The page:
I turned. Kellin was just reaching the far side of the catwalk. My body was telling me to stay doubled over, to curl up in the rainwater and take a nap. Instead, I forced myself to get up and follow.
I didn’t have Ralph’s phobia—not until I stepped onto the catwalk and it started bouncing up and down, creaking under my weight. Below there was nothing but five stories of blackness. The smokestack loomed out of the void, white and huge; its diameter was big enough to house a tennis court. Above me it rose another five stories like some massive antiaircraft gun. Kellin was only a few feet up the ladder now. He seemed to be having trouble with his right ankle.
I made it across. The concrete sides of the smokestack were surprisingly smooth and cold. The ladder rungs were wet. Kellin was breathing hard above me, still cursing. His hand was about two rungs below the bottom of the door.
I didn’t know why he wanted back in that room. I just knew if it was more important to him than lighting over Lillian, I couldn’t let him get there.
I got his ankle, the right one, as he was pulling himself into the doorway. He kicked back, reflexively, and I twisted, using his own kick to bend the joint. He screamed. It would’ve been perfect if I hadn’t lost my balance.
For an instant I was hanging on only by my left hand, my feet dangling freely over nothing at all. My other hand let go of Kellin, then grabbed for a rung. I scraped against concrete instead. I felt my fingernails rip. I was watching the Tower of the Americas tilting sideways in the distance, wondering why it was like that. I wondered if that revolving restaurant at the top of the Tower was still open, the place my dad used to go for his birthdays. I was also thinking what an inane final thought that would be. Then my foot found a rung. Kellin could’ve kept me out of the doorway easily if he had been there. He wasn’t. When I pulled myself into the tiny cement chamber he was limping off to the left, toward a milk crate full of hanging files that was sitting on the floor next to another metal door. On top of the files was a revolver.
The maintenance area wasn’t much more than a hallway. It was only about six feet deep, but lengthwise it curved around with the circumference of the smokestack, ending in a metal door ten feet down on either end. The fuse boxes and metal cables along the inner wall were probably once used to light up the “ALAMO CEMENT” signs on the sides of the stacks. There was also some bedding on the floor, an open wicker picnic basket, some clothes scattered about.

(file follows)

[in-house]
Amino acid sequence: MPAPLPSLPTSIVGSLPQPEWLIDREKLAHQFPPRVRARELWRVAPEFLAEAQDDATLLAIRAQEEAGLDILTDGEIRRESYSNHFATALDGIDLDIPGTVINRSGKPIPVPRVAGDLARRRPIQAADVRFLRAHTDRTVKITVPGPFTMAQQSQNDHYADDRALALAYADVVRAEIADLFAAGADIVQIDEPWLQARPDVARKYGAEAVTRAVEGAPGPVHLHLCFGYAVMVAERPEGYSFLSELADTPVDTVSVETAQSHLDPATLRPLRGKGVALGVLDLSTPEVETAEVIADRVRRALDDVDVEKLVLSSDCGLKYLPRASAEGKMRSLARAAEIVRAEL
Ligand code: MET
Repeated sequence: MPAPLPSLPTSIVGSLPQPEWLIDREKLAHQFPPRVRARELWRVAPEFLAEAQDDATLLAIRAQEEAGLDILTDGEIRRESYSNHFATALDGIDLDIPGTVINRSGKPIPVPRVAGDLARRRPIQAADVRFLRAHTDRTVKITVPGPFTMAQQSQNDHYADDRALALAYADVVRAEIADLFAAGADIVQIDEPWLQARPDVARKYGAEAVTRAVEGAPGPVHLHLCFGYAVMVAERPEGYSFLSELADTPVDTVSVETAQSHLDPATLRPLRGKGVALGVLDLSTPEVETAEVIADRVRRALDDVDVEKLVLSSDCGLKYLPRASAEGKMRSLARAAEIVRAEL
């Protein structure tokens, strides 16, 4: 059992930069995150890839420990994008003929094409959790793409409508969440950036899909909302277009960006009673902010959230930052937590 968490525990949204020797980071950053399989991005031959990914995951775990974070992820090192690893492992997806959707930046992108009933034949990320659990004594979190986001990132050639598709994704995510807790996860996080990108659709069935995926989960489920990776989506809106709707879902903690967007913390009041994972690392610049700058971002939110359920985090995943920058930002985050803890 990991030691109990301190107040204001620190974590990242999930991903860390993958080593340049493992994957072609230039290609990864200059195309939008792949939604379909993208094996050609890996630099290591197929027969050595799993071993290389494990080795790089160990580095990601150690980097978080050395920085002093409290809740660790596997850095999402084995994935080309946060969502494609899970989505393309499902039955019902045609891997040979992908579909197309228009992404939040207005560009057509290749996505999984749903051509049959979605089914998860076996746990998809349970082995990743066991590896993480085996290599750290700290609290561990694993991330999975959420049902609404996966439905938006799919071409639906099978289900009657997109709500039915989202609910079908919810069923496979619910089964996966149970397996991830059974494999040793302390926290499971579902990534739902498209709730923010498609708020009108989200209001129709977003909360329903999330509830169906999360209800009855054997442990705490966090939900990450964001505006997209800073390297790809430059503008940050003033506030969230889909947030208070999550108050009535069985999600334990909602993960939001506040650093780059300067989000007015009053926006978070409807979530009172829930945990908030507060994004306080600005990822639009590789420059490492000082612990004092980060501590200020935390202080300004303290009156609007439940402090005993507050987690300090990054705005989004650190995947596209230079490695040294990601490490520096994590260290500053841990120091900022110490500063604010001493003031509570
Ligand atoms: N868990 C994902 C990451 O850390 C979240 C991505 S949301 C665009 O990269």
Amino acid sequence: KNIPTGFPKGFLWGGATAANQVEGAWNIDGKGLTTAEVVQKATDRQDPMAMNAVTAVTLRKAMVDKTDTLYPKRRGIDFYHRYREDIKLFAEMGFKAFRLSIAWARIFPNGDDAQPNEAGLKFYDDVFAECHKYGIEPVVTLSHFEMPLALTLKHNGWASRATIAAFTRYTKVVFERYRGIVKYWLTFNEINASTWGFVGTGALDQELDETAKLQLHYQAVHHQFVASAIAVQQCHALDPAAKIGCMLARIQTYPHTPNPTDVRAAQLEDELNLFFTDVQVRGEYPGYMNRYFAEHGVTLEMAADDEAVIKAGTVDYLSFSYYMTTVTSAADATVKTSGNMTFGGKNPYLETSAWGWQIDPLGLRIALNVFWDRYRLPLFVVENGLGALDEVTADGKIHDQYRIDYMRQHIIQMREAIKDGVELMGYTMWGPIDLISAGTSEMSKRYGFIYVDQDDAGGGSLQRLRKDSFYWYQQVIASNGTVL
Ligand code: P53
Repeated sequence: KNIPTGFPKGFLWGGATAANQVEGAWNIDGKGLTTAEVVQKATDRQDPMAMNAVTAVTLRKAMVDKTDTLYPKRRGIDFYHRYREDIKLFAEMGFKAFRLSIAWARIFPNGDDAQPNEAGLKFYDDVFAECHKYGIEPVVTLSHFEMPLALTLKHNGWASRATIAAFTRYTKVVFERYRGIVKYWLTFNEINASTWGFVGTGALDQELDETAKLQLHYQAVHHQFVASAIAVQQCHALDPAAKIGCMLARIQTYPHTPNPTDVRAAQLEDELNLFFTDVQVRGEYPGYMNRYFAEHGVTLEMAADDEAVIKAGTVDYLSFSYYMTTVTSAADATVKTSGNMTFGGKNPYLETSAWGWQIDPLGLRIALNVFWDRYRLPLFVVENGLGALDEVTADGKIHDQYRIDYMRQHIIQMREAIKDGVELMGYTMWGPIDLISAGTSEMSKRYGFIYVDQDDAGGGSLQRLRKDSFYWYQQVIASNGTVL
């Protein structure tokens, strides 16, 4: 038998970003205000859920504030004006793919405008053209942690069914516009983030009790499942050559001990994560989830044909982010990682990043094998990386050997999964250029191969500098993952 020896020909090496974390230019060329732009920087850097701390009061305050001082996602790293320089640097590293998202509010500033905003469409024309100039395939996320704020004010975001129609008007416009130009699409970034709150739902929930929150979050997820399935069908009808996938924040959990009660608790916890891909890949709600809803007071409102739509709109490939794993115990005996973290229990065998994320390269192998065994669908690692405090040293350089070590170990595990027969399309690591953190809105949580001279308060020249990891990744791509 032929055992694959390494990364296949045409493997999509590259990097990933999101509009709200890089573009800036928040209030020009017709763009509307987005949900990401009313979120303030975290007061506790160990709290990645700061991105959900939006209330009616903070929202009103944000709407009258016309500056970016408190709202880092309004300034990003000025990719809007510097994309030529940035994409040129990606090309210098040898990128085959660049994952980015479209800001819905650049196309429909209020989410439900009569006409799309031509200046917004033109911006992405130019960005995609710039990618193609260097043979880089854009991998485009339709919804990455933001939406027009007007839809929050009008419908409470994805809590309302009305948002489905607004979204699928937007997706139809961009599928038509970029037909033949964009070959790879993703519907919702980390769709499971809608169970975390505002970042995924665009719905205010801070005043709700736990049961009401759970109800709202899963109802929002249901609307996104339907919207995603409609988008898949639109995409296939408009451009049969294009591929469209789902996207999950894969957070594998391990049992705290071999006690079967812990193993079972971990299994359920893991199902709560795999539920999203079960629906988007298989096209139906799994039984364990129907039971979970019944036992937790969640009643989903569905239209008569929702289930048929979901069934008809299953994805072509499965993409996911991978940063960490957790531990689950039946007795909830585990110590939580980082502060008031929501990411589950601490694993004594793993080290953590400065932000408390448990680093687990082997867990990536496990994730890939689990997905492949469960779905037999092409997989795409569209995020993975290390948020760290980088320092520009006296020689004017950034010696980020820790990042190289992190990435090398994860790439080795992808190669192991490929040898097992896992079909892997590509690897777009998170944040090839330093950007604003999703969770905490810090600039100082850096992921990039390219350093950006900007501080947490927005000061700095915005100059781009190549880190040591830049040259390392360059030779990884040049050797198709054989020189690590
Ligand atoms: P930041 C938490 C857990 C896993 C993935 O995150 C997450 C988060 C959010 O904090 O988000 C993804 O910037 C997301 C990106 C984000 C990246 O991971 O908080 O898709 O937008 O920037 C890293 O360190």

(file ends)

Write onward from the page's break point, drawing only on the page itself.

Kellin heard me behind him and turned. His uniform was covered with sludge and white dust from the side of the smokestack. His short-cropped hair looked like a Brillo pad that had just been used. And his face, for once, was anything but impassive. I suddenly realized that he was much older than I’d first thought—closer to fifty than thirty. He was pointing the gun at me now. You can never be faster than a squeeze of the trigger, no matter how fast you can hit or kick. I knew it, he knew it. I wasn’t stupid. I smiled and spread my hands, admitting defeat. He smiled back at me.
Then I kicked the .38 out of his hand.
The shot went past my left ear and tore a chuck of concrete out of the wall. The gun landed in the corner. For a second Kellin looked amazed at how stupid I had been, right before I pulled him forward and flipped him onto the concrete on his back, hard.
I’ll give Kellin credit. He got up.
My right hand was starting to get sticky from the blood. The ruined fingertips throbbed so bad I was afraid to look.
“Is the lady of the house in?" I asked Kellin, who was now backing up to the exit.
He wiped the grime off his forehead with the back of his hand, then glanced over at the gun. He smiled at me.
"No offense, man," he said. "But you don’t know shit about what’s going on here."